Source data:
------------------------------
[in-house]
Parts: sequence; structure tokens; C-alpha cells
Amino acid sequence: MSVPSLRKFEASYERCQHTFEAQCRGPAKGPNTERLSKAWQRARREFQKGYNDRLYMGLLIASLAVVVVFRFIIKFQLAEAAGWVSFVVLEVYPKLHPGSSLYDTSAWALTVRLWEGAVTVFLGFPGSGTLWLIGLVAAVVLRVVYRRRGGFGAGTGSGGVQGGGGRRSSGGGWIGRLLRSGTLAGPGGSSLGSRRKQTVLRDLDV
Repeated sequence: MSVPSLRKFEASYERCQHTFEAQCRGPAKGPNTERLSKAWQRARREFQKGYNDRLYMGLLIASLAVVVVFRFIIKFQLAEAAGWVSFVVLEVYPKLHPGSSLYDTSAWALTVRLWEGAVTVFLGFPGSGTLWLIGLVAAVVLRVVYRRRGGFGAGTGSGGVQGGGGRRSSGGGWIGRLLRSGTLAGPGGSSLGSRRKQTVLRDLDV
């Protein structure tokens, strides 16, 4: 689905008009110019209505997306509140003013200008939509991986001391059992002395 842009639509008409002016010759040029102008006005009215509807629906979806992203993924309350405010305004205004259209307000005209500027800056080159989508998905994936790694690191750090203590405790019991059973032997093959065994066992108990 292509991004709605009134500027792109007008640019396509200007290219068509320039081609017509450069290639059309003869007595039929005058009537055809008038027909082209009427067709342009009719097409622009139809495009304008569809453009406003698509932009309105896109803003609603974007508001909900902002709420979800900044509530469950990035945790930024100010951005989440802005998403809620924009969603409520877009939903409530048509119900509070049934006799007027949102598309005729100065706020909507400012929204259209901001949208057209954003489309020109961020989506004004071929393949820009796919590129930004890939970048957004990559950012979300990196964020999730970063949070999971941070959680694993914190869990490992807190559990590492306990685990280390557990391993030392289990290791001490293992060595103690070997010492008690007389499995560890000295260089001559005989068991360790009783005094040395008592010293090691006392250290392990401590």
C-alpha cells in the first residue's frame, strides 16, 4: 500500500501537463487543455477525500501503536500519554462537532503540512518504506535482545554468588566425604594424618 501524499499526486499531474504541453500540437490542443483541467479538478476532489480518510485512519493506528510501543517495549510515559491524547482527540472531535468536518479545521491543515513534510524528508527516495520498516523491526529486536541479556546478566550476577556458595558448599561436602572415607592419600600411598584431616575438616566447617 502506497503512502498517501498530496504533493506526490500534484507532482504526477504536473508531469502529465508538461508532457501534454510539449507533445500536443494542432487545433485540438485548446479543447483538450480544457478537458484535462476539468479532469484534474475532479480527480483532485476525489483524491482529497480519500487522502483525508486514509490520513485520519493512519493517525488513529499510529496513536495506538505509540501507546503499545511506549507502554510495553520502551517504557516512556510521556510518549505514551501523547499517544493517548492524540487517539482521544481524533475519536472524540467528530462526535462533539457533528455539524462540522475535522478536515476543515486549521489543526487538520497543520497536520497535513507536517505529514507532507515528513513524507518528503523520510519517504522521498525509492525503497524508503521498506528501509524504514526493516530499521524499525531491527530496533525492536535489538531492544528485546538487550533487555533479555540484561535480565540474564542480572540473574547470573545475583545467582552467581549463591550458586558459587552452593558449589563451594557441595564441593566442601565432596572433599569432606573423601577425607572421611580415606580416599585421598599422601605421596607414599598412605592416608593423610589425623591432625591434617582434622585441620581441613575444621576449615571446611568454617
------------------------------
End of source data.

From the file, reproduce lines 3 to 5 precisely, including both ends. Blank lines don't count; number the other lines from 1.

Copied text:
Amino acid sequence: MSVPSLRKFEASYERCQHTFEAQCRGPAKGPNTERLSKAWQRARREFQKGYNDRLYMGLLIASLAVVVVFRFIIKFQLAEAAGWVSFVVLEVYPKLHPGSSLYDTSAWALTVRLWEGAVTVFLGFPGSGTLWLIGLVAAVVLRVVYRRRGGFGAGTGSGGVQGGGGRRSSGGGWIGRLLRSGTLAGPGGSSLGSRRKQTVLRDLDV
Repeated sequence: MSVPSLRKFEASYERCQHTFEAQCRGPAKGPNTERLSKAWQRARREFQKGYNDRLYMGLLIASLAVVVVFRFIIKFQLAEAAGWVSFVVLEVYPKLHPGSSLYDTSAWALTVRLWEGAVTVFLGFPGSGTLWLIGLVAAVVLRVVYRRRGGFGAGTGSGGVQGGGGRRSSGGGWIGRLLRSGTLAGPGGSSLGSRRKQTVLRDLDV
């Protein structure tokens, strides 16, 4: 689905008009110019209505997306509140003013200008939509991986001391059992002395 842009639509008409002016010759040029102008006005009215509807629906979806992203993924309350405010305004205004259209307000005209500027800056080159989508998905994936790694690191750090203590405790019991059973032997093959065994066992108990 292509991004709605009134500027792109007008640019396509200007290219068509320039081609017509450069290639059309003869007595039929005058009537055809008038027909082209009427067709342009009719097409622009139809495009304008569809453009406003698509932009309105896109803003609603974007508001909900902002709420979800900044509530469950990035945790930024100010951005989440802005998403809620924009969603409520877009939903409530048509119900509070049934006799007027949102598309005729100065706020909507400012929204259209901001949208057209954003489309020109961020989506004004071929393949820009796919590129930004890939970048957004990559950012979300990196964020999730970063949070999971941070959680694993914190869990490992807190559990590492306990685990280390557990391993030392289990290791001490293992060595103690070997010492008690007389499995560890000295260089001559005989068991360790009783005094040395008592010293090691006392250290392990401590």